Light scheme with black background for portraits and product photography
A simple light circuit that requires only one light source and a reflector. Thanks to him, you can get a neat portrait or photo of the product, where the object will be neatly highlighted from both sides.
You will need:
- light source, preferably with a honeycomb to make the light more directional. This is especially important if you don’t have flags. If there are flags, then you can even afford a large softbox;
- two flags or black reflectors that will prevent light from reaching the background or the camera;
- white, gold or silver reflector facing the flash. The reflected light will gently illuminate the side of the model that is away from the main light. Besides the fact that half of the object will not be drowned in darkness, this setting of the reflector will also slightly separate the model or object from the background.
- light from the side, emphasizing the relief of the object, the texture of the skin;
- contrasting light, which gives the model deep, sharply defined shadows;
- neat illumination from the side, highlighting the second half of the face.
These schemes can be attributed to a style in photography called low key.
Low key: what it is, how to shoot, lighting schemes
How to make a dark background — 5 tips
To get a beautiful black background in a photo, many points need to be thought out in advance. For example, to build a suitable lighting scheme and not lose heart if the background does not turn out perfectly black right away — the final touches can be made in post-processing. But, in order not to sit in Photoshop for days, we share tips that will help you quickly and easily get a beautiful dark background.
- Position the model as far away from the background as possible.
The farther the model is from the background, the less random light from flashes will fall on it. This way you don’t have to darken in Photoshop the gray spots that will appear from the light hitting the black background.
- Close curtains and turn off overhead lights.
Ask the staff of the photo studio to close the windows in the room, even if it is dusk or cloudy. Yes, the light from the flash will most likely kill the glow from the window, and small light spots in the background can be removed in Photoshop, but why take the risk and do extra work?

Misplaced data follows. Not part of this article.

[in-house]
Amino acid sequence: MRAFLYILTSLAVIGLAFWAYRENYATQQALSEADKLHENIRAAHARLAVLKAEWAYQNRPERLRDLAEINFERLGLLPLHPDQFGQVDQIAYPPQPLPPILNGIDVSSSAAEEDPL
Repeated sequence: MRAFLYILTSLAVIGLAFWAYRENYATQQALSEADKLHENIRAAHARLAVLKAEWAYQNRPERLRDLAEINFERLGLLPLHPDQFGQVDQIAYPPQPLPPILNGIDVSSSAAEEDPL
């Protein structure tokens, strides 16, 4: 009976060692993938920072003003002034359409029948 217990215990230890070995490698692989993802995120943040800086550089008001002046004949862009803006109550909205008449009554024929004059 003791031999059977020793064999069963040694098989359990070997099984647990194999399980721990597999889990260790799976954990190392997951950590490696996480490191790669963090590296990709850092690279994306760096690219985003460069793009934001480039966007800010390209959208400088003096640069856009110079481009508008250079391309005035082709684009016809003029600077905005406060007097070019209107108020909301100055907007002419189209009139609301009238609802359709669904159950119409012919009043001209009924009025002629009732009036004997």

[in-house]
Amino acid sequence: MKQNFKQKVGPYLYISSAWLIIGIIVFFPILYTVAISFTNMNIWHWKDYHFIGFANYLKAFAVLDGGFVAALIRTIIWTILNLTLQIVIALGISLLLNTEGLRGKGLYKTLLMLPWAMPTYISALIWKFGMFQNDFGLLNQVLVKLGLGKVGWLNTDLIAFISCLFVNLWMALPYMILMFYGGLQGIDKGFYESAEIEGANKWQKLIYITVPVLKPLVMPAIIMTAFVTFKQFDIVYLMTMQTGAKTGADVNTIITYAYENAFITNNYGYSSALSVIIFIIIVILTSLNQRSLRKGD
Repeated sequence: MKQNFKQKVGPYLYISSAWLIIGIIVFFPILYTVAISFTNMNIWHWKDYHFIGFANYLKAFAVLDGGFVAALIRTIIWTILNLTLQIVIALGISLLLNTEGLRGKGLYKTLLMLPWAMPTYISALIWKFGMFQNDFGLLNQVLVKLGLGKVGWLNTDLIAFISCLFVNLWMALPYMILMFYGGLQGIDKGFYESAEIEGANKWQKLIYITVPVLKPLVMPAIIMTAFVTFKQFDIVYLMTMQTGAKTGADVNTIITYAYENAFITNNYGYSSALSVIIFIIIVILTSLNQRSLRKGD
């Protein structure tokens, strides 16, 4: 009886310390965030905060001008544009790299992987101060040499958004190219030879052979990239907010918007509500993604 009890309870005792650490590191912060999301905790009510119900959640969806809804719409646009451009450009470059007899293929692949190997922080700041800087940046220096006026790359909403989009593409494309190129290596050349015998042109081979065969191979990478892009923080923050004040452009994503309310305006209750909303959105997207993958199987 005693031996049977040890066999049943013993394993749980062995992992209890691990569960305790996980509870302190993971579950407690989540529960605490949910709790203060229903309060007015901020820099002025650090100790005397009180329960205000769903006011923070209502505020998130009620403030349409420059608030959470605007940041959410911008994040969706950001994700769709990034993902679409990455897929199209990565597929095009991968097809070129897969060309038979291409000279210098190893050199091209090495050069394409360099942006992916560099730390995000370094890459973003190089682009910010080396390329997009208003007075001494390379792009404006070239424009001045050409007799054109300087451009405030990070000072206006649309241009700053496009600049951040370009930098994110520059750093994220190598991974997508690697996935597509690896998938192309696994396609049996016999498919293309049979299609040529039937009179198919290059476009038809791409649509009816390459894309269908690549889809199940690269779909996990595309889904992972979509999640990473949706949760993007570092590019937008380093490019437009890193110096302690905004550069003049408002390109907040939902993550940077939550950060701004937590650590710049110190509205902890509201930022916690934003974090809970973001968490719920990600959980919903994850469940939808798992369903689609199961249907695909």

- Use black flags.
To ensure that the naughty light from the flash gets only where you need it and does not shine into the camera, close the camera from the candy bar using a black flag. This is a special lightweight design, sometimes even from a simple painted foam, with which you can cut off excess light. As a rule, they are in any photo studio, but it is better to check in advance. If there is no flag, no problem! You can cut off excess light even with an ordinary reflector. Manufacturers often make 5 in 1 or 7 in 1 kits, where there is always a black fabric.
- Use modeling light on flashes.
Pilot light allows you to see what kind of light and shade pattern will be on the subject: where the shadows will lie, how the glare will appear in the eyes. In addition, the modeling light will help the camera to focus on the subject if you are shooting in complete darkness.
- Opt for hard light and honeycomb attachments.
Hard light is more contrasting and shines directionally without scattering in different directions. Due to this, less light enters the background and the model. For example, with a small beauty dish, you can hardly illuminate the entire model, but you will get a beautiful, bright and contrasting bust portrait.
If you are working with light shaping attachments that produce soft light, a honeycomb will help make it harder and more directional. This is a fabric mesh that makes the beam of light narrower and, accordingly, reduces the illumination of the background.
Studio lighting: what it consists of and how to set it up
Hard light: how to get it, life hacks for shooting